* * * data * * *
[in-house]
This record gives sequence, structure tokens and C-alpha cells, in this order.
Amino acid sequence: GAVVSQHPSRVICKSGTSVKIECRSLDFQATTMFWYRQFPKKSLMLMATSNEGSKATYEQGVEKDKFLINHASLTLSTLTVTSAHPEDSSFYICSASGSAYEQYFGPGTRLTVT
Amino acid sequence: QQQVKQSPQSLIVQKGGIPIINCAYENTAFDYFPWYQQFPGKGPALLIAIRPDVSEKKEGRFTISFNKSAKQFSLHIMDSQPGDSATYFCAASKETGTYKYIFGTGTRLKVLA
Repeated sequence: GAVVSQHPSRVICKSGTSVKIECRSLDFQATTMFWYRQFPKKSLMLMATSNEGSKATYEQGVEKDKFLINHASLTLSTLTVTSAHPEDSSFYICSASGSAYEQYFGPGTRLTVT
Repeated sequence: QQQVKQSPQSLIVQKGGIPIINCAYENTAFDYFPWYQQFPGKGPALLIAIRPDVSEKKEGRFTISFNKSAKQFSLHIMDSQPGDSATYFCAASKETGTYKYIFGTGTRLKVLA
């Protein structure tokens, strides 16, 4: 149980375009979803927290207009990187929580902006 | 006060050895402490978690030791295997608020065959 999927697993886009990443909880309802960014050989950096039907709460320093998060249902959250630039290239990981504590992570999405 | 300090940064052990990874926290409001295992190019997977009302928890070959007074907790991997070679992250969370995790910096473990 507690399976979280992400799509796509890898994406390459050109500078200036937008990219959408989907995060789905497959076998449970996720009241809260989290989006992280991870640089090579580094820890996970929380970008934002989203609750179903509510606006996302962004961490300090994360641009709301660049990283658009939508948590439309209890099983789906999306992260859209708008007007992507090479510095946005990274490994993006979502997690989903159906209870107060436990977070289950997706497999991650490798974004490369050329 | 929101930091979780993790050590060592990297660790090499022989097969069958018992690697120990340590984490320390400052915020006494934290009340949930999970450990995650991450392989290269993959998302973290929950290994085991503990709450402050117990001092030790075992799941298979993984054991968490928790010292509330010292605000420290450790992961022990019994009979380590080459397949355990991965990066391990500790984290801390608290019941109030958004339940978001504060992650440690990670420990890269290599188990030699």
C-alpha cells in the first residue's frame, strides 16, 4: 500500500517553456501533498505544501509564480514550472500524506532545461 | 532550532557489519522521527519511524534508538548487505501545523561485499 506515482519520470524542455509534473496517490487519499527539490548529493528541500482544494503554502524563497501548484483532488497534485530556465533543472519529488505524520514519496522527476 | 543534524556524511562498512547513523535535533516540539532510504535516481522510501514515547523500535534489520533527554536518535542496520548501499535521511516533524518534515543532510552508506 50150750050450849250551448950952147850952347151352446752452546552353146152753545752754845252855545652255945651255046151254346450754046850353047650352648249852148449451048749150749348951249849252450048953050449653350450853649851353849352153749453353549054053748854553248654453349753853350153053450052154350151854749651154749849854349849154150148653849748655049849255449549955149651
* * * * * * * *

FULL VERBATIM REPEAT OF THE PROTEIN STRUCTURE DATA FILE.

[in-house]
This record gives sequence, structure tokens and C-alpha cells, in this order.
Amino acid sequence: GAVVSQHPSRVICKSGTSVKIECRSLDFQATTMFWYRQFPKKSLMLMATSNEGSKATYEQGVEKDKFLINHASLTLSTLTVTSAHPEDSSFYICSASGSAYEQYFGPGTRLTVT
Amino acid sequence: QQQVKQSPQSLIVQKGGIPIINCAYENTAFDYFPWYQQFPGKGPALLIAIRPDVSEKKEGRFTISFNKSAKQFSLHIMDSQPGDSATYFCAASKETGTYKYIFGTGTRLKVLA
Repeated sequence: GAVVSQHPSRVICKSGTSVKIECRSLDFQATTMFWYRQFPKKSLMLMATSNEGSKATYEQGVEKDKFLINHASLTLSTLTVTSAHPEDSSFYICSASGSAYEQYFGPGTRLTVT
Repeated sequence: QQQVKQSPQSLIVQKGGIPIINCAYENTAFDYFPWYQQFPGKGPALLIAIRPDVSEKKEGRFTISFNKSAKQFSLHIMDSQPGDSATYFCAASKETGTYKYIFGTGTRLKVLA
């Protein structure tokens, strides 16, 4: 149980375009979803927290207009990187929580902006 | 006060050895402490978690030791295997608020065959 999927697993886009990443909880309802960014050989950096039907709460320093998060249902959250630039290239990981504590992570999405 | 300090940064052990990874926290409001295992190019997977009302928890070959007074907790991997070679992250969370995790910096473990 507690399976979280992400799509796509890898994406390459050109500078200036937008990219959408989907995060789905497959076998449970996720009241809260989290989006992280991870640089090579580094820890996970929380970008934002989203609750179903509510606006996302962004961490300090994360641009709301660049990283658009939508948590439309209890099983789906999306992260859209708008007007992507090479510095946005990274490994993006979502997690989903159906209870107060436990977070289950997706497999991650490798974004490369050329 | 929101930091979780993790050590060592990297660790090499022989097969069958018992690697120990340590984490320390400052915020006494934290009340949930999970450990995650991450392989290269993959998302973290929950290994085991503990709450402050117990001092030790075992799941298979993984054991968490928790010292509330010292605000420290450790992961022990019994009979380590080459397949355990991965990066391990500790984290801390608290019941109030958004339940978001504060992650440690990670420990890269290599188990030699």
C-alpha cells in the first residue's frame, strides 16, 4: 500500500517553456501533498505544501509564480514550472500524506532545461 | 532550532557489519522521527519511524534508538548487505501545523561485499 506515482519520470524542455509534473496517490487519499527539490548529493528541500482544494503554502524563497501548484483532488497534485530556465533543472519529488505524520514519496522527476 | 543534524556524511562498512547513523535535533516540539532510504535516481522510501514515547523500535534489520533527554536518535542496520548501499535521511516533524518534515543532510552508506 50150750050450849250551448950952147850952347151352446752452546552353146152753545752754845252855545652255945651255046151254346450754046850353047650352648249852148449451048749150749348951249849252450048953050449653350450853649851353849352153749453353549054053748854553248654453349753853350153053450052154350151854749651154749849854349849154150148653849748655049849255449549955149651